My intention is to do it in a way without compromising - at that point you should just quit and do a 9-5 because what’s the point. I want to make money and sustain a living with what feels good for me. That’s a longer road to the one I could have taken, which is one I’ve said no to many times. I hope I end up getting there. I get worried sometimes but I honestly haven’t been wrong this far so I’m just going to continue listening to myself and hopefully get where I want to be.
What music is wasting kids brains?
I’m not going to comment on that.
Ok, what music isn’t?
It’s more or less the individuals rather than a genre itself. I’d say 90% of any music is disingenuous considering peoples intentions behind making music. That’s why it’s frustrating to see people who know what needs to be done and they just don’t have the drive. The talent and having the vision is only half of it.
Poetry and Rap are one of the same within your music. Is it important to you that you engage your audience with that?
I’m a fan of poetry. I think most people don’t understand the depth and the quality which goes into work that’s being written now. I’m still getting my feet wet in terms of understanding what the scope of the field is. But if I was going to try and get a poetry book in stores most of my competition would be dead people, which is fucked. I was in the poetry section of Barnes and Noble, and saw the ‘new and notable’ section, and it was just shit that my grandma would put on her fridge as a magnet. It doesn’t make sense to me because people associate with rap so much, but they don’t make the connection to poetry.
Do you think other artists neglect the connection too?
I wouldn’t say they neglect it, because you have to assess their intentions in the first place. Why are you making music? If it’s for other reasons I wouldn’t say they’re neglecting it because not all of rap is meant to provoke thought. But there is a lot in rap music that’s 1984-ish. Doubleplusgood and all that. One of the restrictions in 1984 is the vocabulary; the dictionary gets shorter and shorter. I feel like a lot of rap is like that. It’s like, man, use your words. But it’s also a generational thing; our generation use music as a way to let off steam from society expecting so much from them. All these kids are having crazy ass days, being flung shit loads of information all the time. All you want to do is listen to a fucking Chief Keef song because you don’t want to think about shit.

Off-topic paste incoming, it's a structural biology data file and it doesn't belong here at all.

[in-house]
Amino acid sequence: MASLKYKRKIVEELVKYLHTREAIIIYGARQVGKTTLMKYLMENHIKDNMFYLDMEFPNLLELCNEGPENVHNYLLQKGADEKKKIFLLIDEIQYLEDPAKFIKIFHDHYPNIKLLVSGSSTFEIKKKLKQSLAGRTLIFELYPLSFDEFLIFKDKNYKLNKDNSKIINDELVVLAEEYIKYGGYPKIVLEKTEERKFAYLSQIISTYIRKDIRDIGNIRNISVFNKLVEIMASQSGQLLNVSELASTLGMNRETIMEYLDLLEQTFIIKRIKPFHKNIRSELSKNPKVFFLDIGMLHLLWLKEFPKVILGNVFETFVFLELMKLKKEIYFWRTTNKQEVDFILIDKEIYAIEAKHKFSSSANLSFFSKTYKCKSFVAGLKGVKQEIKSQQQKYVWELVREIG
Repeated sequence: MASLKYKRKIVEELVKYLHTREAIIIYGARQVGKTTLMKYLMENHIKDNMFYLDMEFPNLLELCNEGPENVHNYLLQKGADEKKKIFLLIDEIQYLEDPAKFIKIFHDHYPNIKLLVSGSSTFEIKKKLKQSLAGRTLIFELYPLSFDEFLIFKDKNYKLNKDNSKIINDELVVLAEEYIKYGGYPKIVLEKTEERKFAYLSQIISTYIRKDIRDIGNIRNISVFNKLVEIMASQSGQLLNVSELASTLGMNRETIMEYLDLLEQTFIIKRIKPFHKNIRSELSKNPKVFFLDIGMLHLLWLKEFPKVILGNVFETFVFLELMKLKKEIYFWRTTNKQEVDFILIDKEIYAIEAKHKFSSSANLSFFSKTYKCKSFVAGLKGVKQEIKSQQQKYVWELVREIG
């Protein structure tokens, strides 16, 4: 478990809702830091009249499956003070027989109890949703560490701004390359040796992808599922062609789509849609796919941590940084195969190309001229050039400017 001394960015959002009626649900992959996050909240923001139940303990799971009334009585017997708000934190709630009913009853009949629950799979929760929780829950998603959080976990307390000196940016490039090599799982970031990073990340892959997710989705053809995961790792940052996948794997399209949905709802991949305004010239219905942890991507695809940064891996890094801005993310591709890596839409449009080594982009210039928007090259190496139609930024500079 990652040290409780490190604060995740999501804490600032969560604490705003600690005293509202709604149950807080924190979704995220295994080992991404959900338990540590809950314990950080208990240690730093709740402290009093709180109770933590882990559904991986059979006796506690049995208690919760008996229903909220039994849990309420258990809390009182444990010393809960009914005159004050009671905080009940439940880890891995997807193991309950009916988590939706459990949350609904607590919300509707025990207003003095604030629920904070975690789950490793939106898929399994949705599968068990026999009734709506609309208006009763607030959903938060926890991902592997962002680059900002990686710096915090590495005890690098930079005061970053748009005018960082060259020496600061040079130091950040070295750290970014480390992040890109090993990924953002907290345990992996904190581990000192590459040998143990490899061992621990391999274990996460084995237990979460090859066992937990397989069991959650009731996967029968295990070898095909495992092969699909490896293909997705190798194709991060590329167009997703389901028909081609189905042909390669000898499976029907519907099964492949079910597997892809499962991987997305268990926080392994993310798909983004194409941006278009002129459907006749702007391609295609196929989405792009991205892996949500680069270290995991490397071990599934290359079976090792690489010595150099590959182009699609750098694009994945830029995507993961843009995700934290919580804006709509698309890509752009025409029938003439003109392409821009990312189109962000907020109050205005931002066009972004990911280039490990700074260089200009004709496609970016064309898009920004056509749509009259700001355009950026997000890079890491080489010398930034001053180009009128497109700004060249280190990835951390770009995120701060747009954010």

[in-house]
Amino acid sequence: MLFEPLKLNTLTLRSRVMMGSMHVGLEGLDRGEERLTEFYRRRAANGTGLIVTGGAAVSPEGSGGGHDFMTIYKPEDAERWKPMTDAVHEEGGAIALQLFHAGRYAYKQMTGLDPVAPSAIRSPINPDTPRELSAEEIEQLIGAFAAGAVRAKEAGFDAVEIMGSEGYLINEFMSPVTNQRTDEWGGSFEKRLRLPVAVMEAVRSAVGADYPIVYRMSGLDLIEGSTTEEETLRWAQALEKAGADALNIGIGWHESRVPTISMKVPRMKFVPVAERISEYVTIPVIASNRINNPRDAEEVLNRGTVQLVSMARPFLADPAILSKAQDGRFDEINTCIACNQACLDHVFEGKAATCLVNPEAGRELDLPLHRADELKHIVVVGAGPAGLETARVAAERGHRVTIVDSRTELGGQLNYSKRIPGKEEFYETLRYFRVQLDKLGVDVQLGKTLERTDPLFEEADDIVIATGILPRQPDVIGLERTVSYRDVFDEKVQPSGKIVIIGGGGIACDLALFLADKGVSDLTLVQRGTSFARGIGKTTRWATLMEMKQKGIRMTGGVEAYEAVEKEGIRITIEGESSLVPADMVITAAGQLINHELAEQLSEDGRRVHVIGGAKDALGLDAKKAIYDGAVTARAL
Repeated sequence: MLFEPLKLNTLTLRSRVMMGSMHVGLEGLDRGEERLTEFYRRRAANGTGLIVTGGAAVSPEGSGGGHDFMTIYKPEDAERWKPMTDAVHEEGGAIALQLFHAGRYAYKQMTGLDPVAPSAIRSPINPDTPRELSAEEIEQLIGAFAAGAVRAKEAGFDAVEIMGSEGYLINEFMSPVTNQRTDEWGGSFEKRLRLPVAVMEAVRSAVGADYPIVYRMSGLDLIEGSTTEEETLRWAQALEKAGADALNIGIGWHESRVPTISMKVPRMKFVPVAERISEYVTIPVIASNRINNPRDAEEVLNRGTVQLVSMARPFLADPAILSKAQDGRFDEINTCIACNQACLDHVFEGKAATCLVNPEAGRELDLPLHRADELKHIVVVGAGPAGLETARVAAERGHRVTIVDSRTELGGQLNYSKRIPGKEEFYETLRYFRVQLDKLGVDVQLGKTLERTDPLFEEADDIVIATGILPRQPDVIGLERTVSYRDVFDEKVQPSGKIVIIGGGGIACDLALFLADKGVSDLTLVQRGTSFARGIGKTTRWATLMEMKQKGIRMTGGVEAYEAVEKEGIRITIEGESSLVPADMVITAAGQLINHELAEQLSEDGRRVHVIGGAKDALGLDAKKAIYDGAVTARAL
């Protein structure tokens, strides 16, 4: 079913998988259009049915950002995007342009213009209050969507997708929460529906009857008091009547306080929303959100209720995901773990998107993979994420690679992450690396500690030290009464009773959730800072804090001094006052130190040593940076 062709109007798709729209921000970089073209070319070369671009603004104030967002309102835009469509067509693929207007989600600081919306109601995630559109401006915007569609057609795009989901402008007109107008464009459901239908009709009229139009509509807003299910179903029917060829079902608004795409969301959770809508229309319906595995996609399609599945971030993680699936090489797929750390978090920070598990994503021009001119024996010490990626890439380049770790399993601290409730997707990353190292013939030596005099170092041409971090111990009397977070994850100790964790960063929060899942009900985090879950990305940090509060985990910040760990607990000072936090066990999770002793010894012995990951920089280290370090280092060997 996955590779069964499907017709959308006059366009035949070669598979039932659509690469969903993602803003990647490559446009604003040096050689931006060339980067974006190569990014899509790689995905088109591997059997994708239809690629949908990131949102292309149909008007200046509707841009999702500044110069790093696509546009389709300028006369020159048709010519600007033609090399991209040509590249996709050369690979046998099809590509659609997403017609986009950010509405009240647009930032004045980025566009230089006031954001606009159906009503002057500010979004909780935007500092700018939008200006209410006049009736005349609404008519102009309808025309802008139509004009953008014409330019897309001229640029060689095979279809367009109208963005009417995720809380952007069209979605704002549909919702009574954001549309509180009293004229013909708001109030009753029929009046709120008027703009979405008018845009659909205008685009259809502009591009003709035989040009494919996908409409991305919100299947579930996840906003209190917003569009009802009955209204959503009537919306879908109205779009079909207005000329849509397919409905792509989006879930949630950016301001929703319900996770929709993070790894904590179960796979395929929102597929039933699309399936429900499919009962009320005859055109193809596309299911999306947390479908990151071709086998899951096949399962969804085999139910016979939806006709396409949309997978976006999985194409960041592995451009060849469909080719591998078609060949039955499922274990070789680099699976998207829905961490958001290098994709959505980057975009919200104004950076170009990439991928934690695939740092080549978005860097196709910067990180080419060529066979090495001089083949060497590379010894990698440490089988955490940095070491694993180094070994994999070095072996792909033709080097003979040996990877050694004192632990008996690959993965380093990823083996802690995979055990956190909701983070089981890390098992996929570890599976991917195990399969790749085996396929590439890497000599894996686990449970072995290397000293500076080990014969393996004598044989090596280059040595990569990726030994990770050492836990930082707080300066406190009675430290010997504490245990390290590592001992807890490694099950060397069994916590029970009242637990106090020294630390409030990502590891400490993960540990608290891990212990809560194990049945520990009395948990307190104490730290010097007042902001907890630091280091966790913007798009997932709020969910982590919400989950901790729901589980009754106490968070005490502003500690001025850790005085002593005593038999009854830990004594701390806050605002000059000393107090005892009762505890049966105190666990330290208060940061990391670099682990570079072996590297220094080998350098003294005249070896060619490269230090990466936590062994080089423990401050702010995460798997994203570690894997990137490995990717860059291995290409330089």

Why do you think rappers fall into the same tropes?
There’s two ways to look at it; one’s lack of creativity, which I kinda agree with, and two is that the human lifestyle is not that complicated. Most music is about fucking.
But you don’t rap about that.
I mean, I don’t care about that shit. I’m not interested in materialism. Look what I’m wearing, I don’t care. I don’t know maybe I’m the one whose fucked up.
Nah sandals are cool.
My feet are too big that’s why I can’t wear shoes. My feet are too wide.
Really? What size feet do you have?
I go to the wide shoe store and they laugh at me. They’re like, get out of here.
How wide are they?
6E? I don’t know what that means.
Exactly. No one does.
What do you wear in the winter?
I've got pictures of me wearing sandals in the snow.
Nope. Because if you get socks wet then it’s even worse.
I bet your mum worries about you.
Oh she does.
Follow Alice on Twitter: @Al__Lewis
Jonwayne is playing Electrowerkz, London on Wednesday 17 September